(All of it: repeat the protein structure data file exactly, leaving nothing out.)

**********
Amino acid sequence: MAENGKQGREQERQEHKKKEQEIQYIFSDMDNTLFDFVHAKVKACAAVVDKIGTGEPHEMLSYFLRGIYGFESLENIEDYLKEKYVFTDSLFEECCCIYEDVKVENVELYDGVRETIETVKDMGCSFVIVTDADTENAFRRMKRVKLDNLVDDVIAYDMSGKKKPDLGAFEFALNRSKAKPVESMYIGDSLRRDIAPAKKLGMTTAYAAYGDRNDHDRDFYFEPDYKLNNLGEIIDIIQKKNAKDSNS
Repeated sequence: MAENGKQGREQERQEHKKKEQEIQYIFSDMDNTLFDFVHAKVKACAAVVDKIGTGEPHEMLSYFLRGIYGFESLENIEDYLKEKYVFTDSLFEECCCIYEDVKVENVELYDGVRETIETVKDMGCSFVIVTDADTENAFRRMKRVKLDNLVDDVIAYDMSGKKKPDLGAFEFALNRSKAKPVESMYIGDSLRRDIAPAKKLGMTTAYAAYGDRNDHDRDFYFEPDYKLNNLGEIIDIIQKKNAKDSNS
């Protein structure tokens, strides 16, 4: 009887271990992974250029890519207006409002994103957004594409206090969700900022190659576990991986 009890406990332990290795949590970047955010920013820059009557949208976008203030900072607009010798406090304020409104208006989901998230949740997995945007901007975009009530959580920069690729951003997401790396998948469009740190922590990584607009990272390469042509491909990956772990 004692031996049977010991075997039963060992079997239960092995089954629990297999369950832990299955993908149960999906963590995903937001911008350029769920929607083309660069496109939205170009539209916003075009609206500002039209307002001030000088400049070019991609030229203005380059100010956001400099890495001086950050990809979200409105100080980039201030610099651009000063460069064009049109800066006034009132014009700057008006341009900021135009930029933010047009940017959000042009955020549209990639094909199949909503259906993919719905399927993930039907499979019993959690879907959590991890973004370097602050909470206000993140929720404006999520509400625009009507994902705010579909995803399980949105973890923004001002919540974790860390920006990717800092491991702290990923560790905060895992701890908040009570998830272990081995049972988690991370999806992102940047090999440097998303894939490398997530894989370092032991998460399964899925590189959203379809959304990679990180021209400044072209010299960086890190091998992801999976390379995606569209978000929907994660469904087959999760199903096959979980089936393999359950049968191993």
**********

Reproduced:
Amino acid sequence: MAENGKQGREQERQEHKKKEQEIQYIFSDMDNTLFDFVHAKVKACAAVVDKIGTGEPHEMLSYFLRGIYGFESLENIEDYLKEKYVFTDSLFEECCCIYEDVKVENVELYDGVRETIETVKDMGCSFVIVTDADTENAFRRMKRVKLDNLVDDVIAYDMSGKKKPDLGAFEFALNRSKAKPVESMYIGDSLRRDIAPAKKLGMTTAYAAYGDRNDHDRDFYFEPDYKLNNLGEIIDIIQKKNAKDSNS
Repeated sequence: MAENGKQGREQERQEHKKKEQEIQYIFSDMDNTLFDFVHAKVKACAAVVDKIGTGEPHEMLSYFLRGIYGFESLENIEDYLKEKYVFTDSLFEECCCIYEDVKVENVELYDGVRETIETVKDMGCSFVIVTDADTENAFRRMKRVKLDNLVDDVIAYDMSGKKKPDLGAFEFALNRSKAKPVESMYIGDSLRRDIAPAKKLGMTTAYAAYGDRNDHDRDFYFEPDYKLNNLGEIIDIIQKKNAKDSNS
């Protein structure tokens, strides 16, 4: 009887271990992974250029890519207006409002994103957004594409206090969700900022190659576990991986 009890406990332990290795949590970047955010920013820059009557949208976008203030900072607009010798406090304020409104208006989901998230949740997995945007901007975009009530959580920069690729951003997401790396998948469009740190922590990584607009990272390469042509491909990956772990 004692031996049977010991075997039963060992079997239960092995089954629990297999369950832990299955993908149960999906963590995903937001911008350029769920929607083309660069496109939205170009539209916003075009609206500002039209307002001030000088400049070019991609030229203005380059100010956001400099890495001086950050990809979200409105100080980039201030610099651009000063460069064009049109800066006034009132014009700057008006341009900021135009930029933010047009940017959000042009955020549209990639094909199949909503259906993919719905399927993930039907499979019993959690879907959590991890973004370097602050909470206000993140929720404006999520509400625009009507994902705010579909995803399980949105973890923004001002919540974790860390920006990717800092491991702290990923560790905060895992701890908040009570998830272990081995049972988690991370999806992102940047090999440097998303894939490398997530894989370092032991998460399964899925590189959203379809959304990679990180021209400044072209010299960086890190091998992801999976390379995606569209978000929907994660469904087959999760199903096959979980089936393999359950049968191993």